Items of interest found recently in my RSS feed. What did I miss? Please share what you've been reading (and writing!) in the comments.
- Comedy as a Masculinized, Heterosexualized Space
- Sexualizing Boys: Totally OK
- Dear Prudence, You are Fired
- Half-arsed feminism
- ‘I must distance myself from this racist complicity” Judith Butler turns down Berlin Pride award
- “Hey Baby” video game shows us how irrational those women are
- Official versus fan blogs: A lesson from TheOneRing.net versus The Hobbit: The Official Movie blog
- Male Privilege: Making Women the Butt of Jokes Since the Beginning of Time
- bookshop: Silence, consent, rape.
- Why 'Female' Science Professor? – Advice – The Chronicle of Higher Education
– SI is just looking at websites here, but the same is true of the comedy industry generally
– “I suspect if an 11-year-old girl went on The View and said she was a good kisser already, she and her parents would be attacked in the press, people would express horror, and rumors would circulate about whether she’s been sexually abused, is already sexually active, etc. etc. But when an 11-year-old boy does it? That’s cute! He’s on his way to being a smooth-talking ladies’ man!”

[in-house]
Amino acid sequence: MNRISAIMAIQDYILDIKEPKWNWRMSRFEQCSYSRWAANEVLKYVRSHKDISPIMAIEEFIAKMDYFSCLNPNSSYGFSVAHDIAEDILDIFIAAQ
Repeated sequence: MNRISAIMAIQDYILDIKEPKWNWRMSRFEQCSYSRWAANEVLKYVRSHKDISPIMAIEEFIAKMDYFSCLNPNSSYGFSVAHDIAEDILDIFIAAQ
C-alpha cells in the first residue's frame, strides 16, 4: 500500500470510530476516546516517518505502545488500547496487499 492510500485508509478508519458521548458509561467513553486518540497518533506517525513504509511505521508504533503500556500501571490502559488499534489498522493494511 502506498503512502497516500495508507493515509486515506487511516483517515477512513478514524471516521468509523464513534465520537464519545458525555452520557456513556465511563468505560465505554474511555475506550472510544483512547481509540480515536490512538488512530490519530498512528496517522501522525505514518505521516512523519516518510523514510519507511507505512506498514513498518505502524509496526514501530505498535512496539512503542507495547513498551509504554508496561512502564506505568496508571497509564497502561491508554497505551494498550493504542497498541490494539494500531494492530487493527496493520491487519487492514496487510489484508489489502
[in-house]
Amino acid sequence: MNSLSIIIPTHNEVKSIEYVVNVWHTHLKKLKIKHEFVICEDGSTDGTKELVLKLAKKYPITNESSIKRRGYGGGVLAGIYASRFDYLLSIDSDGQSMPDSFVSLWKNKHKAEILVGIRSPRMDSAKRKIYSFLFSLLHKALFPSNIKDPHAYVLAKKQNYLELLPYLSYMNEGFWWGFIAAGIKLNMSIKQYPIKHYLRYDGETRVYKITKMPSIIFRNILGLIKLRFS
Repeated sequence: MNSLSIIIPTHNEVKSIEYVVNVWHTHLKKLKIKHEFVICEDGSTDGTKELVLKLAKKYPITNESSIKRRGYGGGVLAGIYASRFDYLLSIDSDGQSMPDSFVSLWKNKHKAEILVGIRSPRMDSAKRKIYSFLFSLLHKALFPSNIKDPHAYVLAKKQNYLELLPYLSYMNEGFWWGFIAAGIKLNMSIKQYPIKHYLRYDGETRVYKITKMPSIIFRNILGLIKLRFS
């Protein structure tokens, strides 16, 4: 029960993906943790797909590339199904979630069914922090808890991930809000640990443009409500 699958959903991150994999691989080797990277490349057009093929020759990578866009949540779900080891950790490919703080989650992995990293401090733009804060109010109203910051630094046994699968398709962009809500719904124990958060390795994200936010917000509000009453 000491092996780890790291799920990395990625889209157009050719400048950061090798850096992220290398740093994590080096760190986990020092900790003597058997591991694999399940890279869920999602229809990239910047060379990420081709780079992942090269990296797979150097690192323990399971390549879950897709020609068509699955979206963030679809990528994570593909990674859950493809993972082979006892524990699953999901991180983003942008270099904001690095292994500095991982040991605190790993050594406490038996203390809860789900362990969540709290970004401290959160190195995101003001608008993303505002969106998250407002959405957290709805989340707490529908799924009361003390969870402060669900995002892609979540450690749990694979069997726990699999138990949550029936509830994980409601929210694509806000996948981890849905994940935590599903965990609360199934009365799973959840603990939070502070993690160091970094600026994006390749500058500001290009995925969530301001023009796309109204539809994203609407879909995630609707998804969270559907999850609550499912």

– Silvana just read the worst advice column, ever.
– “Where I think that Badinter gets it completely wrong is that in her analysis it is the children – the babies, in fact – that are cast into the role of ‘tyrants’.”
– “In the past years, racism has indeed been the red thread of international Pride events, from Toronto to Berlin, as well as of the wider gay landscape”
– “In one swoop, by presenting such a skewed reaction, the game trivializes the very appropriate reaction of women speaking out against street harassment and problems like rape which actually legally merit killing”
– Fresh content rules
– Bookmark for some of those 101 moments
– Awesome set of links on Rape Culture
– “Why the extra adjective? Does it matter in my work as a scientist and a professor that I am female?
Many times it does. In fact, when I first started using the moniker, my reasons were a bit cynical. I had been so often reminded by colleagues, in their words and actions, that I was different from the “regular” (read: male) science professors, that I decided to use the extra adjective to describe myself.
Even today, being different in that way—a woman in a male-dominated profession—has often meant that my female colleagues and I are seen as less qualified than our male counterparts. “